VIEWERS STRUGGLE TO WORK OUT HOW THE STRUCTURE IS PROPPED ON 12 COLUMNS THAT LOOK AS THOUGH THEY HAVE BEEN KNOCKED ASKEW
Alsop Design's current contribution to London's Bankside Quarter is Palestra, a £68 million, 12-storey speculative office development in Southwark, already becoming a local landmark. As it rises out of the ground, the building is challenging passing commuters and tourists en route to Tate Modern, who struggle to work out how such a large structure can be propped on 12 columns that look as though they have been knocked askew during construction and then left to stand.
Palestra sits directly opposite Southwark underground station. When fully let it will provide workspace for up to 3,000 people in its offices. The 38,000m 2 speculative development (see www. palestra-london. com) sits over the quirkily angled perimeter columns, which are described by Will Alsop as 'dancing'. The office space appears as a raised volume that has been divided into two stacked boxes.
The lower box rises vertically nine storeys in height.
Although the floors remain horizontal within it, the clad volume is set at an angle of 2.6º to the horizontal. Glass curtain walling almost touches the ground at the east end of the site, slanting upwards to create a two-storey public space to the western end, propped along its length on the skew columns.
To achieve Alsop's ubiquitous raking columns from second-floor level down to the ground, engineer Buro Happold designed a fabricated steel transfer structure at second-floor level, which allowed variations on the maximum possible raking angle for each column.
The mass of the top three stories appears disjointed and separate from the rest of the building. Planning constraints requiring the building not to overshadow residential properties in the neighbourhood led Alsop to shunt the top section, already overhanging the lower box by 1.5m, one grid square along as well. The end result is the huge upper glass box that oversails the building below on two sides by 1.5m, with a massive 9m cantilever at the western end.
The upper box is separated from the lower one by another sequence of dancing columns, which also acts to separate the two entirely different grids of their respective steel frames. The lower, larger box is constructed to a 10 x 7.5m grid; the upper box switches to a more spacious 12 x 7.5m grid. This design results in none of the perimeter columns in the smaller top box structure sharing any position at all with the columns in the lower mass of the building.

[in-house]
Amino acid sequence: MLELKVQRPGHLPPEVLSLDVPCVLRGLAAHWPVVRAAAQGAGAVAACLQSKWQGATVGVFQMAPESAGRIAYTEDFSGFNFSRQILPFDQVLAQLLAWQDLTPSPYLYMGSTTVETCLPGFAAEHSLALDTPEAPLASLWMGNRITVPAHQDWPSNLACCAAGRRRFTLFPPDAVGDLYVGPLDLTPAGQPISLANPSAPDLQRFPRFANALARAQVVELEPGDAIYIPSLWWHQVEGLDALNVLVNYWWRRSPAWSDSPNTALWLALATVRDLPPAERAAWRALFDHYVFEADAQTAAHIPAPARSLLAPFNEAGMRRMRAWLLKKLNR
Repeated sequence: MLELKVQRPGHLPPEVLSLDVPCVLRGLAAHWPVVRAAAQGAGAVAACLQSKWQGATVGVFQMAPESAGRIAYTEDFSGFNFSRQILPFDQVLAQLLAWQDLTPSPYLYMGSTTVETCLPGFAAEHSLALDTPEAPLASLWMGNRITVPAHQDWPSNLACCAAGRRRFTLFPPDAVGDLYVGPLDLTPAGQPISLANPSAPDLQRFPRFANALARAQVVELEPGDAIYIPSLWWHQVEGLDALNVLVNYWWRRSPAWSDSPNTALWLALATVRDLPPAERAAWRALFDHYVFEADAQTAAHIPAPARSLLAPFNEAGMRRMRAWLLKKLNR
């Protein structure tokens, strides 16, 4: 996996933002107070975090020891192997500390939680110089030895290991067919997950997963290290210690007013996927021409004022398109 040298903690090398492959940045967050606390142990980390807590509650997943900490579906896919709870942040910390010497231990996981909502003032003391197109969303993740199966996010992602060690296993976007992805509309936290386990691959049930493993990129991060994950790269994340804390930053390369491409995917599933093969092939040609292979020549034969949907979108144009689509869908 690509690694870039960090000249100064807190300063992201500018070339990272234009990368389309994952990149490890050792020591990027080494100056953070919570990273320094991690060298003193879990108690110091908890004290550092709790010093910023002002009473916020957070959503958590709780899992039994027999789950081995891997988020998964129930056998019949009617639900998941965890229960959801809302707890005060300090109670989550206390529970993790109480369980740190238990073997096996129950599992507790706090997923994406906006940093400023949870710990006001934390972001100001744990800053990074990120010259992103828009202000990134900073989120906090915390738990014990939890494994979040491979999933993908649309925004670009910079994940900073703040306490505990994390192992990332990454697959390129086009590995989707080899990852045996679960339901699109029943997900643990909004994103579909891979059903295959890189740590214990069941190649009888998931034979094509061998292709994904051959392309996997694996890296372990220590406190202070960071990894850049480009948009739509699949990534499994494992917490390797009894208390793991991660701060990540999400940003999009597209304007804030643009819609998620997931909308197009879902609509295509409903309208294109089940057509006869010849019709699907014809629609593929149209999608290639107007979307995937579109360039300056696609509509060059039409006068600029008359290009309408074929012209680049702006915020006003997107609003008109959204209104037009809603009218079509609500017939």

The lower box has to be able to absorb the significant overturning force of the cantilevered three-storey box under which it sits. Forces as high as 20 times the average wind load have been designed for, taken through into the stair and lift cores, all constructed using robust but conventional steel K-braced frames for maximum stabilisation. The cantilevering section of floors 10 to 12 is formed from substantial plate girders, all tied back to the main structure and cores.
Work began on site in January 2004, with the majority of the steel frame being completed by March 2005. The steel frame superstructure comprises composite 508mm circular hollow section columns supporting twin primary cellular beams, which in turn support secondary beams carrying permanent metal decking filled with a 140mm thick in-situ concrete slab on metal decking.
The hollow-section columns are filled with reinforced concrete, which, as well as enhancing structural performance, also increases fire resistance by acting as a heat sink that would conduct heat away from the frame during a fire. The result is a column that requires no external fire-protection measures, even up to a rating of two hours, and only needs a decorative paint finish applied on site. The composite steel columns are structurally very efficient, despite being light, and are therefore easy to transport to site and to fit into place, with each column splice needing just four bolts.
Casting the flange of the cellular beams into the slab gave the steel greater load-carrying capacity within the same structural depth, but without having to resort to using shear studs. The composite floor also reduced the ratio of the heated area of the steel-to-beam section area in the event of fire, requiring only a single coat of intumescent paint instead of the two that a conventional floor, with concrete slabs resting on top of beam flanges, would have commanded.
Palestra is due to be completed in June 2006. Alsop's previous iconic building for south London - Peckham Library - is now a named destination on bus routes. Will this new landmark structure achieve similar celebrity?